Humor is best served in an all-inclusive fruit salad; where all are included (except seeds…those get stuck in your teeth). 

  1. Will I be performing (fixing/rescuing or doing a “shtick”) or inviting humor (empowering others to reframe)?

What did the blanket say to the bed? Don’t worry, I got you covered. (Awwwwh! How Sweet!).

Telling a joke is a natural way to cut tension; and yet sometimes it ends up communicating that you aren’t taking someone seriously.

Instead of performing, try inviting humor instead.

When feeling frustrated, ask yourself “How can I find the funny here?”  This question can be helpful for anyone you talk to when they feel frustrated too.

Sometimes reframing a frustration as a joke can shift one’s mind (even if it is for a brief moment). You might provide a much-needed break from feeling upset. This is personal work, work that no performance can do. So, hand the microphone over to whomever owns the frustration and then join them when they share their joke.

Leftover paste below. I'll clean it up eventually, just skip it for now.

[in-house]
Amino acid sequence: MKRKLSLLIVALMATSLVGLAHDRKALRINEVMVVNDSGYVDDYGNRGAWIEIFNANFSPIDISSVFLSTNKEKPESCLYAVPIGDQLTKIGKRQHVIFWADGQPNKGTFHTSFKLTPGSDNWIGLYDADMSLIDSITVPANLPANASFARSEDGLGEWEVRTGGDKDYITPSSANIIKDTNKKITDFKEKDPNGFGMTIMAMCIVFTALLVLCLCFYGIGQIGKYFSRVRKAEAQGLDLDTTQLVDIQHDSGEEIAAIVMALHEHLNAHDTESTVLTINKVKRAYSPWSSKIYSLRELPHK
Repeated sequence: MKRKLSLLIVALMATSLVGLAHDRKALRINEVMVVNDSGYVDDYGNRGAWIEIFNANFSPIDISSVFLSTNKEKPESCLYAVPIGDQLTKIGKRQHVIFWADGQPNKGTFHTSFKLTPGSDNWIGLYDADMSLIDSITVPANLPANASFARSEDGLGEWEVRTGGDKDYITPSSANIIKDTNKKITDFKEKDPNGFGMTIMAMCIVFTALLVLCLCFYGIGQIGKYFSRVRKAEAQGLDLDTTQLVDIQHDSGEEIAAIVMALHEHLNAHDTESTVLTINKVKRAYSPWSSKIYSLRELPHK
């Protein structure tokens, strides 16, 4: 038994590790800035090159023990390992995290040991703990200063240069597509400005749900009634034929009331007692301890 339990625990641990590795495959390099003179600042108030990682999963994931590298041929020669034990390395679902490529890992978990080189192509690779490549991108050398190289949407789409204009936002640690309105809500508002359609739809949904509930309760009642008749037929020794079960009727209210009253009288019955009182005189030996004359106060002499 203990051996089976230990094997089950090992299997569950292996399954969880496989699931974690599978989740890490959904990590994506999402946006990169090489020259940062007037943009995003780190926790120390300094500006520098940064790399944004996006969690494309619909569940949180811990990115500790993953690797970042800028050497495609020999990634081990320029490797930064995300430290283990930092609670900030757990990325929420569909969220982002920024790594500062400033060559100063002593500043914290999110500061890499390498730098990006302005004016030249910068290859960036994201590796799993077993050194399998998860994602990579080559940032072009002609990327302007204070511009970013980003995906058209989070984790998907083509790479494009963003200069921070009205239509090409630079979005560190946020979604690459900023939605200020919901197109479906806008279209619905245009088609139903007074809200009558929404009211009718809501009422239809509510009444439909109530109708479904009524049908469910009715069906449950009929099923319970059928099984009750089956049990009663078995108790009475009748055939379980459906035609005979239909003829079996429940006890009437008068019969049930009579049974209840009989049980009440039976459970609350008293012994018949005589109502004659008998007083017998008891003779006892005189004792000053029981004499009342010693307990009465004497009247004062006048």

You may not feel like humor is your strongest wellness tool, but give it a try. What’s the worst thing that could happen? Someone laughs with you?


TABLE When to Use Humor: A Quick Guide

(The More “Yes”—especially to All Three Questions—The more likely you will have a positive impact on well-being) 




What is my intention?

[  ] To distract

[  ]  To inspire action

What is my focus?

[  ] Laugh at

[  ]  Laugh with

How do I deliver humor?

[  ] To perform

[  ]  To invite or empower



Mallori DeSalle, LMHC, CHP

Mallori DeSalle is a licensed mental health counselor, certified humor professional and international Motivational Interviewing trainer. She travels the world helping people laugh, listen and learn. Focused on inviting people to turn hardships into humor, Mallori has developed the game FLIPPING FUNNY. This hilarious game helps people practice self-compassion via therapeutic humor. To find out more about FLIPPING FUNNY or how to have Mallori work with you, visit her website: